Firing under ‘perfect conditions’, modern sniper weapons, particularly the high power ‘Anti-Material Rifles’ enable a professional marksman to score a ‘perfect first-hit shot’ at long range. Taking advantage of such weapons’ capabilities, snipers are required to accurately hit targets with the first round, under all battlefield conditions, with maximum effective range of their weapon. Accurate range measurement and prediction of environmental conditions (temperature, wind intensity and wind gusts downrange) are critical in producing such first shot hits. “Winds of 5 to 10 miles per hour significantly decrease the probability of a sniper hitting a target, requiring a second attempt, which increases the sniper’s own probability of detection,” said Ron Rex, Lockheed Martin’s One Shot program manager. “Since wind is transparent and gusts are virtually impossible to time and estimate, even a light gust has huge impact on the hit-probability, missing the target by over 1.5 meters at distances as short as 400 meters.” explains Dr. Deepak Varshneya, Program Manager at DARPA’s Strategic Technology Office.
Several systems are currently under development by US-Israeli and DARPA initiatives. A joint US-Israeli development, under Israel’s Defense Research & Development Directorate (DRDD) management currently under development at ITL, utilizes a cross-wind laser measurement concept, developed by Dr Joseph Shapira from Soreq Nuclear Research Center. This is evaluating fire control systems designed to improve the sniper team’s performance. ITL unveiled a model of this system, dubbed ‘Focus’, designed as a fire control system to be operated by the sniper team spotter, supporting up to eight sniper positions simultaneously. The system employs a laser beam that instantly measures and profiles wind-flow, creating a three-dimensional model used in the ballistic calculation. Focus will provide each sniper with individual ballistic correction, based on accurate measurements of cross-wind downrange, temperature, range and inclination.
Another device called Sniper Auxiliary Attachment Module (SAM), designed for the sniper team, was unveiled by Carl Zeiss Optronics. SAM fits 6-24×72 telescopic sights enabling marksmen to receive critical information without taking their eyes off the target. SAM has been developed to solve the problem which marksmen have in preparing the rifle while still observing, identifying and targeting a threat. At a touch of a button, users receive menu-guided information on current settings enabling them to easily determine the current position of elevation and azimuth turret settings at night, plus information indicating temperature and air pressure. Data on the weapon-tilt angle and the slant error is also displayed in the user’s field of view. When added with wind direction and speed, this information is used to calculate a ballistic solution. For spotters, the new Spotter 60 provides fatigue-free observation, clarification and precise acquisition of targets at greater distances and over extended time periods . It has a variable magnification range of 20 – 60 power, an optical clear objective diameter of 72 mm and a focus range of 20m to infinity. Spotter 60 uses a MIL-DOT aiming-point sight, which reduces the difficulty in finding a target, usually experienced with such high magnification devices.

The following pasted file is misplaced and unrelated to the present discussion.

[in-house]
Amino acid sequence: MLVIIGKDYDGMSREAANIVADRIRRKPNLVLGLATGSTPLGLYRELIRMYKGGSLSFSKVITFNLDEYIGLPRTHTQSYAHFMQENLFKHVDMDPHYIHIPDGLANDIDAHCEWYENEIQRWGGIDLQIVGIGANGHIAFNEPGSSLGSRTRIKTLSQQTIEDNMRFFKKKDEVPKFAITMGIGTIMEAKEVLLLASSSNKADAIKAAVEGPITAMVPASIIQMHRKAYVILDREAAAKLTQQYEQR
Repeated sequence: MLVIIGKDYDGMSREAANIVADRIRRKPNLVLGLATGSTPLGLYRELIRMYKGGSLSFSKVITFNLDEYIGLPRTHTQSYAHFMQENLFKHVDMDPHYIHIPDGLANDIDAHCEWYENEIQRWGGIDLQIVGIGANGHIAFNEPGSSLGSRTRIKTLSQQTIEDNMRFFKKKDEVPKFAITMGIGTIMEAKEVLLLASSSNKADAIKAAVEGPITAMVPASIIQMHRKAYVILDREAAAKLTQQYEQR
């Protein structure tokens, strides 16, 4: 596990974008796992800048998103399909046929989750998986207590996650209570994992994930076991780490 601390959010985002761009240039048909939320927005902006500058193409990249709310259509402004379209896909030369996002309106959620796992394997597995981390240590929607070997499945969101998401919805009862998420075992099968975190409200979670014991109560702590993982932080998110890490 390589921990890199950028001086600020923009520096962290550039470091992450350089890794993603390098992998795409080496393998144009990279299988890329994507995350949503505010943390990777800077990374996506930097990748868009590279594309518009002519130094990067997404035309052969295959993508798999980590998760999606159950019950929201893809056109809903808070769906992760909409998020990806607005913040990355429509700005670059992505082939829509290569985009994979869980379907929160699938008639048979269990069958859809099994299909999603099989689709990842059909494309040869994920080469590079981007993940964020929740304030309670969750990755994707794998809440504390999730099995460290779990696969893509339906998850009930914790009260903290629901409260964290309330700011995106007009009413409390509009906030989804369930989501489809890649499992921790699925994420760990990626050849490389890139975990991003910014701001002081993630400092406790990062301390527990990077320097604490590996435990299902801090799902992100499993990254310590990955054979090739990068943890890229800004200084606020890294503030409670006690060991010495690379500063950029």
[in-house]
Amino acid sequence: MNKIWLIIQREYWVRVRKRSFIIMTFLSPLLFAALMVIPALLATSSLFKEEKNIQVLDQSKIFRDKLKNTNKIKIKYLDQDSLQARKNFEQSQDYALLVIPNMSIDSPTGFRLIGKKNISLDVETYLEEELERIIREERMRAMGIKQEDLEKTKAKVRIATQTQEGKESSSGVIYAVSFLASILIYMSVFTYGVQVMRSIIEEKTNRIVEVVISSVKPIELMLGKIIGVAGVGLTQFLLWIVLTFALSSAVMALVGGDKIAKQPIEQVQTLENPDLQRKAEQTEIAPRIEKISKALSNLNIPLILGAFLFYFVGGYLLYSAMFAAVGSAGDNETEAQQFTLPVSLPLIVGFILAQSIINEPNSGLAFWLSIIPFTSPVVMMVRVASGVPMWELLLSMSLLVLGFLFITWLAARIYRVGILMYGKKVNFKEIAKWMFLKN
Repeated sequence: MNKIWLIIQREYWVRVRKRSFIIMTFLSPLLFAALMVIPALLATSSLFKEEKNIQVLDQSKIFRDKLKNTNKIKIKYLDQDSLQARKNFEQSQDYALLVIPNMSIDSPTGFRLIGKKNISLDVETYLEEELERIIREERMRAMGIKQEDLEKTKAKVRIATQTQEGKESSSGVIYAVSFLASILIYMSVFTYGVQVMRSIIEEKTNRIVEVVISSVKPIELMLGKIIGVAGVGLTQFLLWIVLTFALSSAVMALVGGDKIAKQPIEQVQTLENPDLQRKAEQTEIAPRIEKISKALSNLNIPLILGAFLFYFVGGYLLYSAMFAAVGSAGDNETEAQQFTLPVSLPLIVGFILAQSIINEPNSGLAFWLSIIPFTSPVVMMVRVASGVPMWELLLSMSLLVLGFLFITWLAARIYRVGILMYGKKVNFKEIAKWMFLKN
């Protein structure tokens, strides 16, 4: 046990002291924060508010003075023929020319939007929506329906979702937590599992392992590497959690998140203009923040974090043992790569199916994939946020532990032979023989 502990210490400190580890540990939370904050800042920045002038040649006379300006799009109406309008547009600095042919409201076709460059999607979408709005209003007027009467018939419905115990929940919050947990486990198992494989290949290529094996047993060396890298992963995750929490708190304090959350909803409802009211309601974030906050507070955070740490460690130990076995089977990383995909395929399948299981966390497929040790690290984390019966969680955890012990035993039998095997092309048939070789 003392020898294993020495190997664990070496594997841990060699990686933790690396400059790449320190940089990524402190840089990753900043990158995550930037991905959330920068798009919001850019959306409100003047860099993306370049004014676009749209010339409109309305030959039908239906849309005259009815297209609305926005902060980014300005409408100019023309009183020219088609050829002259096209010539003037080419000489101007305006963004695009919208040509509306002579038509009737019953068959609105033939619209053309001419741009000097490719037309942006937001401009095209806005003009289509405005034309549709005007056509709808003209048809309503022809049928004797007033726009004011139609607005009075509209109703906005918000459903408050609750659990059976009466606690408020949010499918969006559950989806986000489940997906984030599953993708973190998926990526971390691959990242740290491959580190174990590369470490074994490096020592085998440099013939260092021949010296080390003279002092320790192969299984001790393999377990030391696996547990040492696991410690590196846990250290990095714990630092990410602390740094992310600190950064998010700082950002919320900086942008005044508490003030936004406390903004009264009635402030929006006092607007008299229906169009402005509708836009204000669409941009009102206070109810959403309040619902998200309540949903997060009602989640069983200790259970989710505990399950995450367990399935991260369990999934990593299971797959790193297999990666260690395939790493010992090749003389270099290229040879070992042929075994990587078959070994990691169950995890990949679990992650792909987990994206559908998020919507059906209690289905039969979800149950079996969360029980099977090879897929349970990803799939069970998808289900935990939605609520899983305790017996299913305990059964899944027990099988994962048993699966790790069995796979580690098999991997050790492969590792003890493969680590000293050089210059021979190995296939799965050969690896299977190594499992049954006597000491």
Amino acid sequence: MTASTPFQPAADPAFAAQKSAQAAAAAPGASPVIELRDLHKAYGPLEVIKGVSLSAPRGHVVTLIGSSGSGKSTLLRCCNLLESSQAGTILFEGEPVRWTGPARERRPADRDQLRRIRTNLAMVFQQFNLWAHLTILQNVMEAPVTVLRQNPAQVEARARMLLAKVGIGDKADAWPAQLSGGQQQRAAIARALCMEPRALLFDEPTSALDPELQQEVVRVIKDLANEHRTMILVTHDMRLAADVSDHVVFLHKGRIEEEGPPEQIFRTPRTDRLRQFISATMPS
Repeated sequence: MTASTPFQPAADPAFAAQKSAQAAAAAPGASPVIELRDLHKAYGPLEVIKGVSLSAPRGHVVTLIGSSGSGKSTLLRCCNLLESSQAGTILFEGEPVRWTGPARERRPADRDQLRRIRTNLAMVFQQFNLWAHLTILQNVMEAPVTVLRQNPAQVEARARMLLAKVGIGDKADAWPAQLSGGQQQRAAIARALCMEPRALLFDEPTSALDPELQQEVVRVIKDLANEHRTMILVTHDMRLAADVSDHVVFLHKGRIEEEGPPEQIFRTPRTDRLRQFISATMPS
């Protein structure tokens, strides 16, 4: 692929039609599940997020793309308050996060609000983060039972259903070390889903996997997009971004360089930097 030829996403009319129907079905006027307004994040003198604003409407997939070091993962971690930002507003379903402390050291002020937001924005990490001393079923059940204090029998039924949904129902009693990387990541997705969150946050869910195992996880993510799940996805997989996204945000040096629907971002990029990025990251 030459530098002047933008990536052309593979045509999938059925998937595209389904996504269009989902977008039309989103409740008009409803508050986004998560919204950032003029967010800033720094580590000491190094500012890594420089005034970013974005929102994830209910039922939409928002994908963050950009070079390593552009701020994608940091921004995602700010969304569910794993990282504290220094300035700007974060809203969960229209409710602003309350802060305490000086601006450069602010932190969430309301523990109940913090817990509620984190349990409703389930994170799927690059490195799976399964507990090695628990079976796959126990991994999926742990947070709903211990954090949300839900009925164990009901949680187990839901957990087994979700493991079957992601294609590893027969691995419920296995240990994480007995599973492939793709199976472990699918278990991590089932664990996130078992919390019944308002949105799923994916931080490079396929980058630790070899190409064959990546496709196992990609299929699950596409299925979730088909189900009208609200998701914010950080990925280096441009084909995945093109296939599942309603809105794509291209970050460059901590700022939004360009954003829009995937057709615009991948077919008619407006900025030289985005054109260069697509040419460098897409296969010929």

Other companies are pursuing an advanced sighting system, offering automatic down-range wind-correction to be embedded into the sniper scope. Lockheed Martin is one of several companies developing such systems under Phase 1 DARPA’s One Shot program. This aims at removing windage and range errors from the sniper’s performance. The system is expected to deliver accurate aiming solutions at crosswind conditions gusting to over 40 mph, up to the effective ranges of weapons. The ‘One Shot’ sight will provide the shooter with a continuously updated ballistic solution translated into a corrected aim point. DARPA is expected to down-select a single solution for further prototype development. One Shot is expected to offer dramatic reduction in the sniper training and qualification process.
Elbit Systems introduced several models of the CORAL Hand-held thermal vision system. The basic system is a high resolution, hand-held, dual field of view personal thermal imaging camera with integral GPS receiver, using a 3-5 µm Focal Plane Array (FPA). This lightweight observation unit weighs less than 2.5 kg, is easy to operate and provides excellent image quality. The system’s applications include infantry, scout and perimeter defense missions. The recently introduced CORAL CR derivative of the basic system, is a laser rangefinder optimized for target acquisition. CORAL CR can also function as an integrated night sight for medium range weapon systems or night binocular for light patrol boats and armored fighting vehicle commanders.
ITL displayed their latest model of Explorer, a multi-sensor, day/night hand-held target acquisition system designed for the infantry commander, forward observer and special operations operatives. An ‘all in one’ system, Explorer packs a daylight (CCD) and cooled thermal imaging system, with navigation, positioning and target acquisition devices. The system enables the detection of a man-sized target, in daylight at a range of 6 km (2.5 km recognition) and 3.6 km at night (1.5 km recognition). The system uses an integral map display for orientation and situational awareness and supports data transfer over net-centric systems.